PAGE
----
Natacha Atlas

In recent months the clash of deadlines and boom in job interviews has meant very little time for fun and high jinks, save for the odd trip to London to stock up on lupini beans and khobz, and a peaceful peek at Persepolis.

Aching for a diversion that did not involve my national pride being wounded, I was delighted to discover while buying shoes – a double whammy, then – that Natacha Atlas would be performing in Exeter at a relatively tiny venue.

But first, I must put this in perspective and explain how Atlas came to be the most favoured artiste in my teetering music collection and perhaps the most played songtress on my long-journey-playlist.

While growing up the music I was most exposed to emanated from artists such as Zucchero, Ramazzotti, Morandi (who seems to reside on RAI television sets), Celentano, and latterly Nannini, Conte, and Jovanotti.

Nevertheless, as my mania for the Middle East increased during my teens, I began to seek artists reflecting the region’s musical heritage.

It was not until 2003, however, while ensconced at Aberdeen University and listening to Celtic Connections (and latterly Mary Ann Kennedy’s Global Gathering) on BBC Radio Scotland that I discovered an artist whose voice made me swoon, claw for my mouse, and frenetically type in her name to purchase her back catalog.

The artiste was of course Atlas, and since melting Gedida (1999) from overplay, and subsequently the multi-lingual Something Dangerous (2003), I have continued to irk those closest to me by dogmatically clinging to her music and espousing it as the most enjoyable and travel-stupor inducing music available.

And so it was with much glee that I grabbed a girlfriend from belly-dancing class and hot-trotted our way to the performance.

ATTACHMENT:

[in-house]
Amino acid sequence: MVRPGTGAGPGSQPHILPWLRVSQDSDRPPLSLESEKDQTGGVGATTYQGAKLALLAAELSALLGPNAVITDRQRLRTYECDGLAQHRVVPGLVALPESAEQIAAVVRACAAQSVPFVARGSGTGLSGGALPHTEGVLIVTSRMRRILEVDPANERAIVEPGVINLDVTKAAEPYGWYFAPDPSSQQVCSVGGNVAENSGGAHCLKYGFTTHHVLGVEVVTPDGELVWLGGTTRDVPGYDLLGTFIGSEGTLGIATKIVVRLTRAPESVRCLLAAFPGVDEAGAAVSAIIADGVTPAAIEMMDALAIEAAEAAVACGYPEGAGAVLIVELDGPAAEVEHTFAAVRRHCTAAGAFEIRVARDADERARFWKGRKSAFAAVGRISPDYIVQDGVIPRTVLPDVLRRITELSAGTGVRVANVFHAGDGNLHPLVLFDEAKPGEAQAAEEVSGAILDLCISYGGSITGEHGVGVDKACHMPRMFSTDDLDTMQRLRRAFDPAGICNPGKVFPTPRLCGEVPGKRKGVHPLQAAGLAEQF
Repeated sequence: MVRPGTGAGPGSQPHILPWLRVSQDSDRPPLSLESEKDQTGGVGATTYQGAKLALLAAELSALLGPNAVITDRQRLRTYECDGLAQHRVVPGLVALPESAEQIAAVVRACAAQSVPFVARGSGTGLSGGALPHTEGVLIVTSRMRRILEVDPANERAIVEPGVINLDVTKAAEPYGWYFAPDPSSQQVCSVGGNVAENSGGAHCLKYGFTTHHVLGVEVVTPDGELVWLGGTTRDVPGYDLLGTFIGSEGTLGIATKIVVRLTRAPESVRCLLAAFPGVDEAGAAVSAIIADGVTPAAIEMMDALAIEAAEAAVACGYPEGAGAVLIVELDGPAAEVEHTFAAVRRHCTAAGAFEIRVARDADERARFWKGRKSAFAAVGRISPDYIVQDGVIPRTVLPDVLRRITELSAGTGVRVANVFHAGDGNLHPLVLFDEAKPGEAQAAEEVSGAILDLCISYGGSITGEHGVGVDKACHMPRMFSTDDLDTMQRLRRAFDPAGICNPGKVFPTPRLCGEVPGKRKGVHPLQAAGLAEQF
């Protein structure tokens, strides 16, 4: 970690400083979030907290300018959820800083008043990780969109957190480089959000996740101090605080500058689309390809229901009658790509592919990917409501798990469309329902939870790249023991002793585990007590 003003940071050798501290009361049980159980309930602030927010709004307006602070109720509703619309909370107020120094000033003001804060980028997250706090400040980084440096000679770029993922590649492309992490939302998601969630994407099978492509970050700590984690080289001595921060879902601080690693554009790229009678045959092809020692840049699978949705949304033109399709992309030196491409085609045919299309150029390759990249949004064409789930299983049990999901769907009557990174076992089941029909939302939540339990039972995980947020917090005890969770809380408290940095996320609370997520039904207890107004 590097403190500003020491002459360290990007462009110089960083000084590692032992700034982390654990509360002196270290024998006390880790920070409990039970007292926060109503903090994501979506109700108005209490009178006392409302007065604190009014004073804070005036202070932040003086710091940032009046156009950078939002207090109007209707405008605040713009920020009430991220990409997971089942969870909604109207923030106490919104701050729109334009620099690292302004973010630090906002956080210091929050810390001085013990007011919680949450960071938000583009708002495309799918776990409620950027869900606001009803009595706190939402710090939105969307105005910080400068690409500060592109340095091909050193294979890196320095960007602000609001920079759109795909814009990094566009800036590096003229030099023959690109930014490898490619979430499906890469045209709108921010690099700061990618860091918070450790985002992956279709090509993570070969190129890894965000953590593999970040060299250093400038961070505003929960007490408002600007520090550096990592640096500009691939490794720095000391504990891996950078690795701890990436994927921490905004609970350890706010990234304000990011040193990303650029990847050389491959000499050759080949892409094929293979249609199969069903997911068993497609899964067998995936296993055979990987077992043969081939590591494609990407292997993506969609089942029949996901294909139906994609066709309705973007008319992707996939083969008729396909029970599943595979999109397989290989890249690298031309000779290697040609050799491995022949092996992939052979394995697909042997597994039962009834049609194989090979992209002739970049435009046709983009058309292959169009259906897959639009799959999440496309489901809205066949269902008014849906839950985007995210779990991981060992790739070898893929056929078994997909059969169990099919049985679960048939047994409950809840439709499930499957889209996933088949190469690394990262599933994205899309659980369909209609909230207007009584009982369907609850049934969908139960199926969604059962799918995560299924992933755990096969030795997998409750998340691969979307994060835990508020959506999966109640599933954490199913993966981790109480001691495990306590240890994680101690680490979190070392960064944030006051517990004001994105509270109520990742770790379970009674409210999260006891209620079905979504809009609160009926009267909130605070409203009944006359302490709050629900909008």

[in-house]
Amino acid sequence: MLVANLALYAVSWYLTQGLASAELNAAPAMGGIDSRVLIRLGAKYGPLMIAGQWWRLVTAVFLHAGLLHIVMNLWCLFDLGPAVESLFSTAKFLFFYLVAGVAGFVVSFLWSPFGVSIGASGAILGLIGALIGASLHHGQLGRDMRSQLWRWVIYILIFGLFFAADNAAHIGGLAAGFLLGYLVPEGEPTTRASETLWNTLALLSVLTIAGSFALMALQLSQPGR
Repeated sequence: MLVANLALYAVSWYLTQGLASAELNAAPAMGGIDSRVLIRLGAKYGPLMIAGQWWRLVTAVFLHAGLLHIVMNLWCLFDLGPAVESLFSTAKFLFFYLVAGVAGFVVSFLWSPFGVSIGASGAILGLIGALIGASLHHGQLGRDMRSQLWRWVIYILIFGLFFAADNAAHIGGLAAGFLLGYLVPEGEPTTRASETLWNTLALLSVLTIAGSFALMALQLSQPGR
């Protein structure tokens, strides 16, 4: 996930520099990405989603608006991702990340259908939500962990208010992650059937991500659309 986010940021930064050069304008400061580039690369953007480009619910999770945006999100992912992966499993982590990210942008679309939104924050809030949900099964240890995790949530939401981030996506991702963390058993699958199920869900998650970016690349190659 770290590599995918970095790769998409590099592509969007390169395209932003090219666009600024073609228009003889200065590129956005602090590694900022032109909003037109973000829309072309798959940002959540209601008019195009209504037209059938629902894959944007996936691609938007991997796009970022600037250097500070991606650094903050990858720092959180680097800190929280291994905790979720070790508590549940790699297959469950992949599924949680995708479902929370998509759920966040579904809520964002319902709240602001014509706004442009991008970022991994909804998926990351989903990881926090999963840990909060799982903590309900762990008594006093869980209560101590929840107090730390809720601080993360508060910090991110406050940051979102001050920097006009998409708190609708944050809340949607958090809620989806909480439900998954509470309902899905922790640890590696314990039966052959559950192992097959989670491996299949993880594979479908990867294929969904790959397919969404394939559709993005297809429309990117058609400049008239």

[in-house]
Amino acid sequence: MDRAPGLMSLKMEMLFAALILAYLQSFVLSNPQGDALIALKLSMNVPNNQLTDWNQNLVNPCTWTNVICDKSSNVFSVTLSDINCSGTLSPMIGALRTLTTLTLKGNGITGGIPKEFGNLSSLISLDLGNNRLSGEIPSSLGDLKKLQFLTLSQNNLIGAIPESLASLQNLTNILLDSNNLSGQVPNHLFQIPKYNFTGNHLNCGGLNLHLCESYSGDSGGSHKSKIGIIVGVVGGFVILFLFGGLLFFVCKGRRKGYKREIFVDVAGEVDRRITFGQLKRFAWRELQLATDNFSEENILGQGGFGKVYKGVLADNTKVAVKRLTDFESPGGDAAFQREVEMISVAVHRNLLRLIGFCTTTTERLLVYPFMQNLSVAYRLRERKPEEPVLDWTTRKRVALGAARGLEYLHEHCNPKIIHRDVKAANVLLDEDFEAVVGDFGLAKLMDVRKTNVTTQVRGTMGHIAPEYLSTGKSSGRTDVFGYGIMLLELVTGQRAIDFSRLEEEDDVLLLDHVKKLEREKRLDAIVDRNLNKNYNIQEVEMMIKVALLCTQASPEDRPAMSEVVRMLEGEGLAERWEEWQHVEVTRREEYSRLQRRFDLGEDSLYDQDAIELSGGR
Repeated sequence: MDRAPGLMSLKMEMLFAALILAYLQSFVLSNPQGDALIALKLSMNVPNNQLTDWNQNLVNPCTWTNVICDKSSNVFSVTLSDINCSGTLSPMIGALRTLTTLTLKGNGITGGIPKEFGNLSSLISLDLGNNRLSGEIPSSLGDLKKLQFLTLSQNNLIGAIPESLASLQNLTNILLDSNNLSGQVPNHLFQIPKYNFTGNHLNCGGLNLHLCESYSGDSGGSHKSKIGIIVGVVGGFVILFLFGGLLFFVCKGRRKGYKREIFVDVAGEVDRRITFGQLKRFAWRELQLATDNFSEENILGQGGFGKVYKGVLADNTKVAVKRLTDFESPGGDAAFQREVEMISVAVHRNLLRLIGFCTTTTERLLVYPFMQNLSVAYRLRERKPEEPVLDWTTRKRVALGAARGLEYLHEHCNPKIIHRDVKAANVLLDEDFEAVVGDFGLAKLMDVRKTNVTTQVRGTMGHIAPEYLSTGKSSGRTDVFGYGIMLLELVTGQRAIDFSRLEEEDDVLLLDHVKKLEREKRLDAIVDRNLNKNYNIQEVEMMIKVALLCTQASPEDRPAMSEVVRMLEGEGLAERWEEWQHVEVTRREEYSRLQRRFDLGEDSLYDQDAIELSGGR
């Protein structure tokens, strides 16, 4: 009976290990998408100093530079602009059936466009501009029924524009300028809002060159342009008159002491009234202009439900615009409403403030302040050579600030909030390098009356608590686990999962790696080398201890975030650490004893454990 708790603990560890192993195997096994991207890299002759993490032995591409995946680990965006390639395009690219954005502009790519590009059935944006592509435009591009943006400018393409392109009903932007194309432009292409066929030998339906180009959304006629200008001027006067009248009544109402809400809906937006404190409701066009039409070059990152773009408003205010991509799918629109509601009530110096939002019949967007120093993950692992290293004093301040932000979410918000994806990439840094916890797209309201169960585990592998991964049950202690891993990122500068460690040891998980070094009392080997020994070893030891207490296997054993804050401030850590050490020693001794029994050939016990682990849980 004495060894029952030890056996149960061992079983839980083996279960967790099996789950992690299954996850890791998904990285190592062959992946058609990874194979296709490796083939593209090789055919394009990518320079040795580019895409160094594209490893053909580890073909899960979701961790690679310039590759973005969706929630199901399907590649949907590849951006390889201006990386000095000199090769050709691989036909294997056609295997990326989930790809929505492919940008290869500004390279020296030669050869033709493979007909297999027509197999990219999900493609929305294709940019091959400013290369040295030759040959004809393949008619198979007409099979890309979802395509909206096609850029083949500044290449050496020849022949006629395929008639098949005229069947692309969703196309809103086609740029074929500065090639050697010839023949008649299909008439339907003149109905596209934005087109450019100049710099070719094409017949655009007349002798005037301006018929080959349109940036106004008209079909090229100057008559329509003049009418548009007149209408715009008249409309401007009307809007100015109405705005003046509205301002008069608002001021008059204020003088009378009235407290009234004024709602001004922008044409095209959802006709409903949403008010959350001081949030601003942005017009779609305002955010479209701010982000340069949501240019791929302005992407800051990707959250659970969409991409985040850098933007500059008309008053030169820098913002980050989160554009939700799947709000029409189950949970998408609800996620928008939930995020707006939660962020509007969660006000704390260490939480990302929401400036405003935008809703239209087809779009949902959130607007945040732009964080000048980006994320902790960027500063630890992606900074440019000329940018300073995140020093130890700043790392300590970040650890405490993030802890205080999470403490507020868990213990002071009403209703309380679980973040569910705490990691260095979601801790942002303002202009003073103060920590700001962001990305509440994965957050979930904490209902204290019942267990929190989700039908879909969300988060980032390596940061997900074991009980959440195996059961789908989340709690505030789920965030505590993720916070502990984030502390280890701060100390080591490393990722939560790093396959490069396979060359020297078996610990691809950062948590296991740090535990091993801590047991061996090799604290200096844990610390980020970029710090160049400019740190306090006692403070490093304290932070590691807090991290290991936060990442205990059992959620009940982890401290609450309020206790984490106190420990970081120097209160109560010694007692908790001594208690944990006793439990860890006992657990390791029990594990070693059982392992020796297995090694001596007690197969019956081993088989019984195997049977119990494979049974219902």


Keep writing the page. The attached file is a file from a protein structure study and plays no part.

At this point, I would like to point out my great dismay at being unable to use my own images of the event: it seems that my excitement was perhaps too much and my pictures reveal less a concert, and more a seedy performance in the dead of night at a Dutch house of ill repute, due to heavy blurring and soft red spotlights.

Thus, for now I have pilfered YouTube, until my friend kindly passes on her more rational and level-headed capturings. Which are quite marvellous.

Back to the concert.

It was amazing. If I did not hold an great aversion to the use of capitals, I would succumb, for it was nothing short of being the most splendid and jaw-slackening performances I have witnessed.

Primarily, Atlas’ voice is sensational and sounds exactly – or even better – than on the recordings.

Secondly, her dancing was – and I am running out of superlatives here – incredible.

With immense skill and languidity, Atlas weaved her way hypnotically in a manner that astounded and boggled the mind.

Admittedly, her languidity did raise the question whether she was internally compiling her grocery round for this weekend, but still, it was the most beautiful, sensuous, and stunning dancing I have seen.

Thirdly, her band members were wonderful; deserving of particular mention is ‘Ali Minyawi, who played the derbouka like a dream and filled the breaks with immense humour and vivacity.

It was, then, an awesome display and one that only serves to reinforce my view of Atlas as one of the most talented singers and performers of our time.

4 comments on “Natacha Atlas

  1. Arima
    June 14, 2008

    Omg! She was playing in Exeter??! How random…whereabouts was it? The Phoenix?
    I was at uni in Exeter for 4 years…happy memories 🙂

  2. laylatoot
    June 16, 2008

    Hi Arima – yes, you guessed right, it was The Phoenix 😀

    It’s great that you enjoyed Exeter; which course did you take?

    I’ve now finished, but find myself still lingering around for the summer!

  3. Arima
    June 27, 2008

    I did my BA there in Arabic and Middle East Studies….I graduated last year so not so long ago…happy days at IAIS 😀
    What are you doing?

  4. laylatoot
    June 28, 2008

    Hi Arima – I just finished my Ph.D. at the IAIS; how coincidental! 🙂

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This entry was posted on June 14, 2008 by in Culture, Europe, Frivolities & Miscellaeny, Middle East, Pop culture and tagged .
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